Yeah, Liberals Should Be Pretty Pissed Off at Obama Over the Obamacare Website FUBAR

I just had an email conversation with one of our editors about the principles of headline writing, and it brought up an unrelated subject that deserves a brief blog post of its own. The question is: Just how pissed off should liberals be at President Obama for the massive FUBAR of the Obamacare website rollout?

I’d say the answer is pretty pissed off. Sure, there were issues he couldn’t control. Federal procurement rules are what they are. Republican resistance made the job bigger than anyone had predicted. Funding had to be scrounged up because Congress wouldn’t allocate the money.

But look: Anyone who’s worked in or around government for more than a few years knows that big IT projects are black holes. They’re always late. They never work. And surprisingly often, they’re epic catastrophes, projects so screwed up they literally have to be completely abandoned after years of work. That’s just baked into the cake.

Like it or not, this means that everyone should have known that the website was a huge potential point of failure. In fact, not just a potential point of failure, but a highly likely point of failure. You don’t need to have a background in IT to know that, just a background in watching projects like these over the years. And since the website was obviously so central to the overall success of Obamacare, that means it should have gotten lots of presidential mindshare. But as near as I can tell, it didn’t. It just got a routine amount of White House oversight.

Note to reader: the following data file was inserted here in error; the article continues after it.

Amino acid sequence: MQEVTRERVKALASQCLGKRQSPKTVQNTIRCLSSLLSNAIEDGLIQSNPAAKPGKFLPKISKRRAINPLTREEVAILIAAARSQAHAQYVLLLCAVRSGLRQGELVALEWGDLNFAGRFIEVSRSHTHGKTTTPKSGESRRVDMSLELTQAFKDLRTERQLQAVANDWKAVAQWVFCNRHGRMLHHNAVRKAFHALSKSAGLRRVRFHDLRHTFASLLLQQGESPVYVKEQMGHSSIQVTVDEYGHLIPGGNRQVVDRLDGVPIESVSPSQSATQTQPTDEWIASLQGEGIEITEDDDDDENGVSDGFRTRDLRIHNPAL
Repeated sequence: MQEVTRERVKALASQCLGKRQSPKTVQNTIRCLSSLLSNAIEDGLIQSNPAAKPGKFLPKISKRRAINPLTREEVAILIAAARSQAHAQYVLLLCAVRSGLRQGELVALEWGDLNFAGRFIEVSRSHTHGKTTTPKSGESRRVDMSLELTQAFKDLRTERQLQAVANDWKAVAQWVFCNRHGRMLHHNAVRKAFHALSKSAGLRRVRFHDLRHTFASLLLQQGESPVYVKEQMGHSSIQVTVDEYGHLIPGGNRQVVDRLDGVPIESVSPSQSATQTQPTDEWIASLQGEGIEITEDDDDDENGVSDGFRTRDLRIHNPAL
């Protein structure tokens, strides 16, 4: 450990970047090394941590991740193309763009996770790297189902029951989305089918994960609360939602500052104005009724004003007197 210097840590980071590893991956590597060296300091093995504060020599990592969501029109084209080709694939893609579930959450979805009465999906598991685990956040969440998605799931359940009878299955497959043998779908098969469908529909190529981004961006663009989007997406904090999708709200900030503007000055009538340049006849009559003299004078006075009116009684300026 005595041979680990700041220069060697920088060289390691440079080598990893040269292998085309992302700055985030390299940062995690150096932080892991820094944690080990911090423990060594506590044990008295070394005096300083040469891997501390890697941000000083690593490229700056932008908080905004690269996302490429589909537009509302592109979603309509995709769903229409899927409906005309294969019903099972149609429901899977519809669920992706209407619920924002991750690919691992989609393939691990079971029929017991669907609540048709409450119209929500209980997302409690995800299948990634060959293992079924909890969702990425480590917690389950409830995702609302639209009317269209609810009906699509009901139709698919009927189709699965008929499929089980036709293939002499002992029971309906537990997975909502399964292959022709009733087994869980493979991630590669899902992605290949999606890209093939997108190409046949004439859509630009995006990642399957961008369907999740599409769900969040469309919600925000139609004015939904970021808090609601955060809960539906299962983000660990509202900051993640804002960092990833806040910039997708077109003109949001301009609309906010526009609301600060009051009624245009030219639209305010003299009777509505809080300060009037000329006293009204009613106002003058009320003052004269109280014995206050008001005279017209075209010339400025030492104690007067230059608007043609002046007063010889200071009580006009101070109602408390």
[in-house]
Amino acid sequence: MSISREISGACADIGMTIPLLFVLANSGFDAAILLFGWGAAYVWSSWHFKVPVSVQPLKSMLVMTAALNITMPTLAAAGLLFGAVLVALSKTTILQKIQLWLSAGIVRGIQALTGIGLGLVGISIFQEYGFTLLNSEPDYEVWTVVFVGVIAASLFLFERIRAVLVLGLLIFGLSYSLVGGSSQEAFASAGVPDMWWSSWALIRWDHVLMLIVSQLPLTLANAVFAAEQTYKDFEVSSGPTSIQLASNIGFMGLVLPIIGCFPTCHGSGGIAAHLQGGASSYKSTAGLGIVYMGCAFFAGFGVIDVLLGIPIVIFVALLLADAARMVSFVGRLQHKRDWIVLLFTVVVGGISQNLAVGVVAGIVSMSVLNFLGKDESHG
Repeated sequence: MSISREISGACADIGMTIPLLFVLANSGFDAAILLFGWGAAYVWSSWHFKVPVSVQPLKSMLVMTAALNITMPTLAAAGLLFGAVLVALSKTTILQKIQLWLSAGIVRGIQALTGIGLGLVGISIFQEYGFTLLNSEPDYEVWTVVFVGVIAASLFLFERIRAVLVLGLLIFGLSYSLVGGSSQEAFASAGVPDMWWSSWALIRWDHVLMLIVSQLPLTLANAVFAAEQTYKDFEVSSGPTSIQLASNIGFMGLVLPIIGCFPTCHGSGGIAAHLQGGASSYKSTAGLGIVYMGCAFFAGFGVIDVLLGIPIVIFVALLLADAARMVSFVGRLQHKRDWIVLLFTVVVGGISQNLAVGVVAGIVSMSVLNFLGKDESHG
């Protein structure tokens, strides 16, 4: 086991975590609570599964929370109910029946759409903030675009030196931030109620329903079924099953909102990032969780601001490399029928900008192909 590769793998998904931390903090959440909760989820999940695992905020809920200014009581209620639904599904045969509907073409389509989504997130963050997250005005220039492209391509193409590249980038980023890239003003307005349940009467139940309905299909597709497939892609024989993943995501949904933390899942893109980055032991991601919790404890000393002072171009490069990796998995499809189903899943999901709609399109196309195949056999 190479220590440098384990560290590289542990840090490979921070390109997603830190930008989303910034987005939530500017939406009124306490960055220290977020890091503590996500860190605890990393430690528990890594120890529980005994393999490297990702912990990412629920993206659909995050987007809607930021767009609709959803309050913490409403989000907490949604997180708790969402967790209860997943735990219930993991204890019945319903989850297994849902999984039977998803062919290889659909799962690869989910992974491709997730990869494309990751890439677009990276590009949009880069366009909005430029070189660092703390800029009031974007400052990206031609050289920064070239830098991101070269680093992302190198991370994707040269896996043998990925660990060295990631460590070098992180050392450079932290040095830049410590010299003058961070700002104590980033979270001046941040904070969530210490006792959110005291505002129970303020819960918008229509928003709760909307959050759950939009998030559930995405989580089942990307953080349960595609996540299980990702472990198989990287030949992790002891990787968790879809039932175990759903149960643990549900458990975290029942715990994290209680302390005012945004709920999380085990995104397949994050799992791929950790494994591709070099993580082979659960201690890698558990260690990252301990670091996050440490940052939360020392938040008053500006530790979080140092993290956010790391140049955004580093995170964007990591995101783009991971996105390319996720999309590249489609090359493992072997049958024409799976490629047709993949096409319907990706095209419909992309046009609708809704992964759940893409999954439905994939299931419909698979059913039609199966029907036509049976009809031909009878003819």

That would have been fine for most IT projects. The president can’t oversee them all, and some proportion are going to be disasters. But this wasn’t “most” projects. This project was a key component of what’s obviously going to be the biggest legacy of his presidency. Routine oversight wasn’t enough.

So yeah, this is a huge black mark on Obama. He should have known what was at stake in having a competently managed rollout, but apparently he didn’t. He blew it.

 

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This is a big one for us. So, as we ask you to consider supporting our team's journalism, we thought we'd slow down and check in about where Mother Jones is and where we're going after the chaotic last several years. This comparatively slow moment is also an urgent one for Mother Jones: You can read more in "Slow News Is Good News," and if you're able to, please support our team's hard-hitting journalism and help us reach our big $350,000 goal with a donation today.

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